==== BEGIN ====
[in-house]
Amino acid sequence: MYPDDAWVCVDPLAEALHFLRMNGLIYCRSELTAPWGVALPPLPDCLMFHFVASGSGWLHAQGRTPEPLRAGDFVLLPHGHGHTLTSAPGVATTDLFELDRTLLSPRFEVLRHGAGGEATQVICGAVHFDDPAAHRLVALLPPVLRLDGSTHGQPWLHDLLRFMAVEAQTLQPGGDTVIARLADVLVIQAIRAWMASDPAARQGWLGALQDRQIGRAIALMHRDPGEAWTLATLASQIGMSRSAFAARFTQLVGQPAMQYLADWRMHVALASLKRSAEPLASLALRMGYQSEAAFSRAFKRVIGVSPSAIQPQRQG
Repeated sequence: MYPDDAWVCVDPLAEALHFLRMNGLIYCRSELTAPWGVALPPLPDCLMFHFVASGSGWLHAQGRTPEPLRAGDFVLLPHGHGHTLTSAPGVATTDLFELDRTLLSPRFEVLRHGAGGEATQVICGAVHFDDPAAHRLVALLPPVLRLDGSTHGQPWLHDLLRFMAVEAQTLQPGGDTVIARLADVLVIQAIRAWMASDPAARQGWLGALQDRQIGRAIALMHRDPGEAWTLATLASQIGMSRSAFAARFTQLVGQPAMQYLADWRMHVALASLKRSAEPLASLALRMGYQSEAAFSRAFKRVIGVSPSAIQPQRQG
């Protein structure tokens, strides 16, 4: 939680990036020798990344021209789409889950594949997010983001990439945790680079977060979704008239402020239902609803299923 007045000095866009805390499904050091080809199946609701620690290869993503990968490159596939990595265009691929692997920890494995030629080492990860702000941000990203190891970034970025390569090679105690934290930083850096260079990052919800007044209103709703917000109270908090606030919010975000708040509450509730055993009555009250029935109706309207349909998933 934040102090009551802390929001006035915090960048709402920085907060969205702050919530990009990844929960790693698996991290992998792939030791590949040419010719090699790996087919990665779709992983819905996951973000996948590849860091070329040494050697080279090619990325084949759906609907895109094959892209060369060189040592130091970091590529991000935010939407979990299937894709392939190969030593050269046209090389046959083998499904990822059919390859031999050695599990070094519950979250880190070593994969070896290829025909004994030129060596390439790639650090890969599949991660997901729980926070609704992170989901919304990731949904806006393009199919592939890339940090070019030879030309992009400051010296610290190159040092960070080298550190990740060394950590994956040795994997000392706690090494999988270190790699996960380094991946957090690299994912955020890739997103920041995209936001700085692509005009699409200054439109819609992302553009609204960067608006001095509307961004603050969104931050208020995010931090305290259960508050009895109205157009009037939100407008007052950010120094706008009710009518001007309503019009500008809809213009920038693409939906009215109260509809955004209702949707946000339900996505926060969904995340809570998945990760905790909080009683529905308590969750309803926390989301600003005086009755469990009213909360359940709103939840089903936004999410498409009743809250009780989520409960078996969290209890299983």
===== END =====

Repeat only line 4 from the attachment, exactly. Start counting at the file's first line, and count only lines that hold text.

């Protein structure tokens, strides 16, 4: 939680990036020798990344021209789409889950594949997010983001990439945790680079977060979704008239402020239902609803299923 007045000095866009805390499904050091080809199946609701620690290869993503990968490159596939990595265009691929692997920890494995030629080492990860702000941000990203190891970034970025390569090679105690934290930083850096260079990052919800007044209103709703917000109270908090606030919010975000708040509450509730055993009555009250029935109706309207349909998933 934040102090009551802390929001006035915090960048709402920085907060969205702050919530990009990844929960790693698996991290992998792939030791590949040419010719090699790996087919990665779709992983819905996951973000996948590849860091070329040494050697080279090619990325084949759906609907895109094959892209060369060189040592130091970091590529991000935010939407979990299937894709392939190969030593050269046209090389046959083998499904990822059919390859031999050695599990070094519950979250880190070593994969070896290829025909004994030129060596390439790639650090890969599949991660997901729980926070609704992170989901919304990731949904806006393009199919592939890339940090070019030879030309992009400051010296610290190159040092960070080298550190990740060394950590994956040795994997000392706690090494999988270190790699996960380094991946957090690299994912955020890739997103920041995209936001700085692509005009699409200054439109819609992302553009609204960067608006001095509307961004603050969104931050208020995010931090305290259960508050009895109205157009009037939100407008007052950010120094706008009710009518001007309503019009500008809809213009920038693409939906009215109260509809955004209702949707946000339900996505926060969904995340809570998945990760905790909080009683529905308590969750309803926390989301600003005086009755469990009213909360359940709103939840089903936004999410498409009743809250009780989520409960078996969290209890299983």